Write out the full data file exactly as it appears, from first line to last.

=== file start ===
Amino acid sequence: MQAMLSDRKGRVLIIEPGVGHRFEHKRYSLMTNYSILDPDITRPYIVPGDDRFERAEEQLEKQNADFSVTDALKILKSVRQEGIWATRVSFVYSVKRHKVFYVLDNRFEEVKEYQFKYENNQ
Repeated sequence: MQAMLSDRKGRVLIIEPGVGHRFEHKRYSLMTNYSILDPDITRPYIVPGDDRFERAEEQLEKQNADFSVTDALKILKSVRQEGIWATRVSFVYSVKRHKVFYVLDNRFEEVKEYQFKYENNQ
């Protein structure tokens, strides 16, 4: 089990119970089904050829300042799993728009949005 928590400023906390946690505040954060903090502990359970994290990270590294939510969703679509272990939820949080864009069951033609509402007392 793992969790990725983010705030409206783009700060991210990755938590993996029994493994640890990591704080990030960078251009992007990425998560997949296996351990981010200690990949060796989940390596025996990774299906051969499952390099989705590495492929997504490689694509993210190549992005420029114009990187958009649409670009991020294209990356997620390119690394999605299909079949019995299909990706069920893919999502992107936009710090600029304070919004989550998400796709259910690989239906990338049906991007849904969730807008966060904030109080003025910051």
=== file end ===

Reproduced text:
Amino acid sequence: MQAMLSDRKGRVLIIEPGVGHRFEHKRYSLMTNYSILDPDITRPYIVPGDDRFERAEEQLEKQNADFSVTDALKILKSVRQEGIWATRVSFVYSVKRHKVFYVLDNRFEEVKEYQFKYENNQ
Repeated sequence: MQAMLSDRKGRVLIIEPGVGHRFEHKRYSLMTNYSILDPDITRPYIVPGDDRFERAEEQLEKQNADFSVTDALKILKSVRQEGIWATRVSFVYSVKRHKVFYVLDNRFEEVKEYQFKYENNQ
């Protein structure tokens, strides 16, 4: 089990119970089904050829300042799993728009949005 928590400023906390946690505040954060903090502990359970994290990270590294939510969703679509272990939820949080864009069951033609509402007392 793992969790990725983010705030409206783009700060991210990755938590993996029994493994640890990591704080990030960078251009992007990425998560997949296996351990981010200690990949060796989940390596025996990774299906051969499952390099989705590495492929997504490689694509993210190549992005420029114009990187958009649409670009991020294209990356997620390119690394999605299909079949019995299909990706069920893919999502992107936009710090600029304070919004989550998400796709259910690989239906990338049906991007849904969730807008966060904030109080003025910051």